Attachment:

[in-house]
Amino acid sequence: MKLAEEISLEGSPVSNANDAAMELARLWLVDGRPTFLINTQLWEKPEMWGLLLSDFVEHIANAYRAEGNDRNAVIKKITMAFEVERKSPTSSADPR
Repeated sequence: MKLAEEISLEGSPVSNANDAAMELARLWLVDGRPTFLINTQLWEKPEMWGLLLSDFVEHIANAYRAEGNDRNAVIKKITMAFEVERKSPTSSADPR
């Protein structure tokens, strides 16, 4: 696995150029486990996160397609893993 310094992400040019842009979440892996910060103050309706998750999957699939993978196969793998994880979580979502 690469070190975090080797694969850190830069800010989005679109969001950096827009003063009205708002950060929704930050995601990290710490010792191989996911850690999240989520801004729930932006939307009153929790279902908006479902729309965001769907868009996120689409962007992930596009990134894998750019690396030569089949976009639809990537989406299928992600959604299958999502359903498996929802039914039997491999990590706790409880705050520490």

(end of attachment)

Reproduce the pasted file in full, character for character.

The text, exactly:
[in-house]
Amino acid sequence: MKLAEEISLEGSPVSNANDAAMELARLWLVDGRPTFLINTQLWEKPEMWGLLLSDFVEHIANAYRAEGNDRNAVIKKITMAFEVERKSPTSSADPR
Repeated sequence: MKLAEEISLEGSPVSNANDAAMELARLWLVDGRPTFLINTQLWEKPEMWGLLLSDFVEHIANAYRAEGNDRNAVIKKITMAFEVERKSPTSSADPR
């Protein structure tokens, strides 16, 4: 696995150029486990996160397609893993 310094992400040019842009979440892996910060103050309706998750999957699939993978196969793998994880979580979502 690469070190975090080797694969850190830069800010989005679109969001950096827009003063009205708002950060929704930050995601990290710490010792191989996911850690999240989520801004729930932006939307009153929790279902908006479902729309965001769907868009996120689409962007992930596009990134894998750019690396030569089949976009639809990537989406299928992600959604299958999502359903498996929802039914039997491999990590706790409880705050520490």